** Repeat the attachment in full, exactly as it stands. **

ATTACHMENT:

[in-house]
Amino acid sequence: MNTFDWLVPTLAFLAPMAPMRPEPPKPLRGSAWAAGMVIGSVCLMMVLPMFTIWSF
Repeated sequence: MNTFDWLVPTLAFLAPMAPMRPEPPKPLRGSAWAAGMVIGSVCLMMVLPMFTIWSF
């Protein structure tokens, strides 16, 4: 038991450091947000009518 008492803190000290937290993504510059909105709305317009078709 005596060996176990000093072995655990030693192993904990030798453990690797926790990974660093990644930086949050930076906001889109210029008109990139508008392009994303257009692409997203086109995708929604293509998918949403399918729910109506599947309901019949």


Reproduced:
[in-house]
Amino acid sequence: MNTFDWLVPTLAFLAPMAPMRPEPPKPLRGSAWAAGMVIGSVCLMMVLPMFTIWSF
Repeated sequence: MNTFDWLVPTLAFLAPMAPMRPEPPKPLRGSAWAAGMVIGSVCLMMVLPMFTIWSF
């Protein structure tokens, strides 16, 4: 038991450091947000009518 008492803190000290937290993504510059909105709305317009078709 005596060996176990000093072995655990030693192993904990030798453990690797926790990974660093990644930086949050930076906001889109210029008109990139508008392009994303257009692409997203086109995708929604293509998918949403399918729910109506599947309901019949």